Smart holograms help self-diagnosis for patients

4 February 2008

Patients with chronic diseases such as diabetes, cardiac problems, kidney disorders or high blood pressure could benefit from the development of sensors made from a new type of hologram.

The hologram sensors could be designed to detect a wide range of changes in the body's physiological conditions, for example continuous monitoring of blood-glucose level for diabetics, and should make self-diagnosis much simpler, cheaper and more reliable, say Professor Chris Lowe and Cynthia Larbey in an article in Physics World.

A smart hologram

Traditional holograms, like those on a credit card, are stored on photo-sensitive materials and remain unchanged with time. These holograms are widely used in authentication tags to deter copying, and on credit cards, passports, and banknotes. They also underpin the technology of supermarket scanners and CD players.

Smart holograms, however, use materials called hydrogels that shrink or swell in response to local environmental conditions. Such holograms can therefore be used as sensors to detect chemical changes.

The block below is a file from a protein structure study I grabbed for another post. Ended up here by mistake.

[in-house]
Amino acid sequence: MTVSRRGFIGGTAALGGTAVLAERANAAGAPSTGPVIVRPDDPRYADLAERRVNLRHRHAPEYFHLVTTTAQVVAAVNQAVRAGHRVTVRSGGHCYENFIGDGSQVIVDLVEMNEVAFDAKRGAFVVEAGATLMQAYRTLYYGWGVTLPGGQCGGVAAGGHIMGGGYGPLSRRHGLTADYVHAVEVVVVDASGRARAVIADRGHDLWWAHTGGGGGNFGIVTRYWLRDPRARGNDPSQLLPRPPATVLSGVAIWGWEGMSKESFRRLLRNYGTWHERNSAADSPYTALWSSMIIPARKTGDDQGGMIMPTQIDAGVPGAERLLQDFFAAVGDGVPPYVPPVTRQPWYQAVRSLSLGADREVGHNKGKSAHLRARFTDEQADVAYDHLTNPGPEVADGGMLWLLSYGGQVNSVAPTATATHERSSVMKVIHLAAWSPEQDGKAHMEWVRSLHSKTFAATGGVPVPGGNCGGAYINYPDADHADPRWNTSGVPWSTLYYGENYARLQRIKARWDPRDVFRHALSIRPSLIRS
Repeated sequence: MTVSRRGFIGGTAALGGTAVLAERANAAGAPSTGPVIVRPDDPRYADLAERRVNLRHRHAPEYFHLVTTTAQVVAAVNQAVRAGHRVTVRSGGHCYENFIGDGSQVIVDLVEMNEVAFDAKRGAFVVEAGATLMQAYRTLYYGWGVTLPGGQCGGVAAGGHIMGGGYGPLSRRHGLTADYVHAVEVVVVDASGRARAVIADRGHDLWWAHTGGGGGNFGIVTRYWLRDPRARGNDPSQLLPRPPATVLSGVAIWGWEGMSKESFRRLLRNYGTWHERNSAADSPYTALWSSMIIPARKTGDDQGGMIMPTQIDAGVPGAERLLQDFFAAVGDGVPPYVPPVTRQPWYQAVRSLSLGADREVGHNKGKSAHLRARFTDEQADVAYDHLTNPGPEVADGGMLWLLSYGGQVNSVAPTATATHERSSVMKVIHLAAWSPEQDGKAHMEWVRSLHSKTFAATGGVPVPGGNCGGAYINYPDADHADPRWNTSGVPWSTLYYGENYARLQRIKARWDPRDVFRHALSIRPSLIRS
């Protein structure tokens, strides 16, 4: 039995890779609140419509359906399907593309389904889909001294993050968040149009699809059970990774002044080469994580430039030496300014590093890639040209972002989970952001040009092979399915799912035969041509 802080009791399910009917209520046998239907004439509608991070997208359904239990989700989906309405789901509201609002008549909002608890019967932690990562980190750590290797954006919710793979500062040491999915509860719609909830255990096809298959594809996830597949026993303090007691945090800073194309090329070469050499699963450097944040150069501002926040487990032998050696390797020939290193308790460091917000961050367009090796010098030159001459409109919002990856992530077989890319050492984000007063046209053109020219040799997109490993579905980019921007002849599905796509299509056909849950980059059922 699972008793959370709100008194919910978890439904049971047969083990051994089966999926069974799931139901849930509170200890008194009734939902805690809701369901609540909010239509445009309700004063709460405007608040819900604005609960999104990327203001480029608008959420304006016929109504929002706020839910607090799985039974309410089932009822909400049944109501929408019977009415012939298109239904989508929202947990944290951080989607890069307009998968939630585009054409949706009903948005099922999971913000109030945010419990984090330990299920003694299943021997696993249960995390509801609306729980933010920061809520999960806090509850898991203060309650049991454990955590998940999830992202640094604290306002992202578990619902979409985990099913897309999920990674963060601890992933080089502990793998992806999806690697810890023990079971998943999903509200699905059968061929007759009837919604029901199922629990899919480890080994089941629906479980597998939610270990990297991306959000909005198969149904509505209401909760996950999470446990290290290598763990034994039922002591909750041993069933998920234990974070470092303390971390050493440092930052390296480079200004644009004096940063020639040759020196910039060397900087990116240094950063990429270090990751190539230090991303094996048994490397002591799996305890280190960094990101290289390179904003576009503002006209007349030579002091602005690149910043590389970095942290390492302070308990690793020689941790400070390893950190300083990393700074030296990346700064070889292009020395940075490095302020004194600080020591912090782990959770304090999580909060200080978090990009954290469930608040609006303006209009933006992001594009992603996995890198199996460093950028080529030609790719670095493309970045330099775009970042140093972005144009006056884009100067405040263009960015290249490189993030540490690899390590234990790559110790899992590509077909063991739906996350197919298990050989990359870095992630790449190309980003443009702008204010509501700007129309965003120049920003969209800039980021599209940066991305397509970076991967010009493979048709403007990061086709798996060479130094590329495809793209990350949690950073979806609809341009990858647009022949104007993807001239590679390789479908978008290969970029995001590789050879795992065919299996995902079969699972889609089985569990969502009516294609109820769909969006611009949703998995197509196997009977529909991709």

Smart Holograms, a spin-out company from the Institute of Biotechnology at Cambridge University, has already developed a hand-held syringe to measure water content in aviation fuel tanks — necessary because aeroplane engines are liable to freeze mid-air if there are more than 30 parts of water per million of fuel.

The same ability to detect chemical imbalances could be used by diabetics to check their blood-sugar levels; by patients with kidney disorders to check on adrenaline levels; by security forces to detect chemicals like anthrax after a terrorist attack; or, less urgently but with wide applicability, by glazing firms to detect whether water has crept in between window panes — something that can cause long-term structural damage.

As Chris Lowe and Cynthia Larbey write in an article in Physics World, “Visual images produced by smart holograms can be made to appear or disappear under appropriate chemical or biological stimuli, which makes them ideal for use in breathalysers, monitoring heart conditions and for various security and smart-packaging systems.”

The full article is available at:

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